Women's History Month: Celebrating Women Creatives
Since International Women's Day 2021, we have been researching and sharing the work of women creatives from all around the world. The intention of this is to directly challenge the status quo in the art world, which gives preferential treatment to men. We can create change by celebrating and exposing the the work of women creatives, thereby elevating visibility for commercial projects and commissions.
It's been just over a year now since we started showcasing different artists from around the world. Seeing as it is Women's History Month 2022, we decided to collect all the pieces we have shared in one place. So here you are, enjoy!
Ruby Onyinyechi Amanze
A Nigerian-born artist, Ruby Onyinyechi Amanze was raised in the United Kingdom and now lives and works in Brooklyn, N.Y. In her mixed-media drawings she meditates on hybridity and displacement - creating nonlinear narratives and alien beings inhabiting foreign landscapes.
Amy Sherald, a painter, was raised in Columbus and is currently living and working in Baltimore. Her portrait-based work is autobiographical and places real people in imaginary places.
Andrea Bowers is an LA Based, American multi-media artist - she works in video, sculpture, etc. Key themes she explores in her works are around women's’ and workers’ rights to climate change and immigration.
Emma Kohlmann is an American artist based in Massachusetts. Her primary focus is usually in working with ink and watercolor. Kohlmann also publishes her own artist’s books, zines and made various record covers for music labels. Her drawings and paintings feature various creatures, plants and human figures - the fantastical figures reminding us of mythological narratives and dreamscapes.
Hayv Kahraman is a Kurdish-American artist who lives and works in LA. Her works reflect the controversial issues of gender, specifically concerning female identity in relation to her experiences as a refugee, and all issues that plague her home country of Iraq.
Jordan Casteel is an American figurative painter who lives and works in New York. She's known for first photographing people she's encountered in life and then paints them with exaggerated textured in the texture of their skin and clothing, almost similar to the dynamism of Baroque paintings.
Liza Lou is an American artist who works in LA and Durban, South Africa. She is known for her use of glass beads in her practice - wanting to break the stigma of beads being associated with craft, by showing that the material can be associated with fine art. In her studio in Durban, Liza Lou employs over 25 women and men, breathing life into a struggling, poverty infiltrated community.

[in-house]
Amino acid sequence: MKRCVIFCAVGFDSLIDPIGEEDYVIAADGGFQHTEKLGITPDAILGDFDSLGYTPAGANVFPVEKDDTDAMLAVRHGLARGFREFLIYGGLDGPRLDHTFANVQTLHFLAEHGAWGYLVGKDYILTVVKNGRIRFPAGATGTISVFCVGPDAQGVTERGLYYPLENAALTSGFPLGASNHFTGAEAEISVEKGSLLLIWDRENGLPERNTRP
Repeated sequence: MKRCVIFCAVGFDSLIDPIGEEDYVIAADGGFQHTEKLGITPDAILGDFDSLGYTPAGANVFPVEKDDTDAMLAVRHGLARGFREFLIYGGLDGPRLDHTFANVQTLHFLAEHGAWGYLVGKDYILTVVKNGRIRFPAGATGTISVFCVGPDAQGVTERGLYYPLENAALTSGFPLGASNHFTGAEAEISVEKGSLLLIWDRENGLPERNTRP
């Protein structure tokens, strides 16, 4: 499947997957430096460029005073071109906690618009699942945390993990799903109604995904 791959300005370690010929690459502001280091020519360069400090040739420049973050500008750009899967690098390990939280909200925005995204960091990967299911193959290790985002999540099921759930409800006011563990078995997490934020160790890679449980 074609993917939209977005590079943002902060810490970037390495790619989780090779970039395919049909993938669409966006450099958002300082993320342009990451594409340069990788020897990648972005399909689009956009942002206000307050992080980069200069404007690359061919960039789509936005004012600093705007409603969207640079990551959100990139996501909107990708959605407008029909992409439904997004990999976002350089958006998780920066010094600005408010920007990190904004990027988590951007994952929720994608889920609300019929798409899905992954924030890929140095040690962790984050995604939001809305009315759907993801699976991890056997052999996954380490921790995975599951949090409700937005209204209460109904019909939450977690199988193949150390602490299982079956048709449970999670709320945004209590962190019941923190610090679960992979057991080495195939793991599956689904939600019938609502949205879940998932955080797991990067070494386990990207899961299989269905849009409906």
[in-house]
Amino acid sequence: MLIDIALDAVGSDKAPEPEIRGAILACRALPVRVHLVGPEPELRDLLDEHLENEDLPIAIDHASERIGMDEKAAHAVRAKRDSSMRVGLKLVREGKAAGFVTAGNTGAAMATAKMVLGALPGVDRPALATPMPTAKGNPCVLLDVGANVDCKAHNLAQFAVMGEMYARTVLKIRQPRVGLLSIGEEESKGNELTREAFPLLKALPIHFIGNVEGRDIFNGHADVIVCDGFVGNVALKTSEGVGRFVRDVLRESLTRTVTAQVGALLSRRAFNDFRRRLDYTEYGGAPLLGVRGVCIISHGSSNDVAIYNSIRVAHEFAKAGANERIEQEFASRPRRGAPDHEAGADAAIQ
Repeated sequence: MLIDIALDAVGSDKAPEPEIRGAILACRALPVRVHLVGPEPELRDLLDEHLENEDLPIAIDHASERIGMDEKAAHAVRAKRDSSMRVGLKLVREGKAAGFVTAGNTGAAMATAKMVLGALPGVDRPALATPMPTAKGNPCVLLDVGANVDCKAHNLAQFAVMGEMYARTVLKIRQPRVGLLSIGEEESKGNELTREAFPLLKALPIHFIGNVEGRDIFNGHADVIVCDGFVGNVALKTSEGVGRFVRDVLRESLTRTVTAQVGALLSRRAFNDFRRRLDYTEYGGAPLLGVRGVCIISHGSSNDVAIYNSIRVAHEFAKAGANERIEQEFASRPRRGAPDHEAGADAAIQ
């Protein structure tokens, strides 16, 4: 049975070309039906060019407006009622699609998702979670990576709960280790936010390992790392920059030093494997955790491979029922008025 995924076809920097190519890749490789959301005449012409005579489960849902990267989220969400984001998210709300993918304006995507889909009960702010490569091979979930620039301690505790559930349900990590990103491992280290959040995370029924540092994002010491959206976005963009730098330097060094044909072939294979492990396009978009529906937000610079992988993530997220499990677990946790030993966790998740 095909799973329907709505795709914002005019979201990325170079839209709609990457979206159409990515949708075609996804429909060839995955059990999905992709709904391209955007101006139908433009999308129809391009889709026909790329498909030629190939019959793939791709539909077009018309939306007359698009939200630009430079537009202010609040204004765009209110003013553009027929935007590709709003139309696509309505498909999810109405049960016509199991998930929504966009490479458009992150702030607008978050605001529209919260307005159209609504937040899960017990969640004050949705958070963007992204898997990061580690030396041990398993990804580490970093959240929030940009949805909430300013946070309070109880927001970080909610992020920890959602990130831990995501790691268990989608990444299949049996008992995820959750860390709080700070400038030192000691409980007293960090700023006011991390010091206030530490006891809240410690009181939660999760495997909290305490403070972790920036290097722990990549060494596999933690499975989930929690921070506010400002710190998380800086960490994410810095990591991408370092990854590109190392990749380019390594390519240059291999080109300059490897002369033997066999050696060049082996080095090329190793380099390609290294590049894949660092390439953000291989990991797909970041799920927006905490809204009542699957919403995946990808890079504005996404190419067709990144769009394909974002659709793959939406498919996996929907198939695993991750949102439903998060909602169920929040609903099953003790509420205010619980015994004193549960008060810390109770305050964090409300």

Hilary Pecis lives and works in LA. Pecis is known for creating paintings of interiors, still life and landscapes in bright colours. Her works are full of objects, intruding many vibrant colours and textures.
Farah Atassi is a Belgian Artist who lives and works in Paris. She's known for creating works made of vibrantly coloured geometric shapes that play with perspective. Her paintings mix textile patterns and motley mosaics, referencing Modernism and Folk Art in equal measure.
Iona Rozeal Brown
Iona Rozeal Brown is a contemporary American painter best known for her use of traditional ukiyo-e print techniques to meld Japanese folklore, geisha, kabuki, and samurai imagery with hip-hop references and African-American culture. It is the vibrancy of her paintings and the characters within them that make them so captivating.
Wendy Red Star
Wendy Red Star's work is extremely self aware - staring down the stereotypes placed on Native women by imperialist histories and ignorant presents. Her work, spanning photography, collage, textile, and film, draws on her experience as a member of the Crow Nation and the playfulness of pop art. Red Star often incorporates herself into her photography, including herself and her daughter in tongue-in-cheek posed portraits, annotating photographs and using personal family photographs in multi-colour quilts.
This Women's History Month (and beyond!) we encourage you to take the time to seek out and learn about some of the incredible women artists who've been placed at a disadvantage by the art world.
Be vocal and active: When you visit an exhibition with few or no women, leave a comment or tell someone at the space that you would like to see more women represented. If you can, buy a work of art by a woman artist or ask your local museum or art space to carry products by women designers in their shops. Even if you can't buy a piece of art, following woman artists on social media shows support.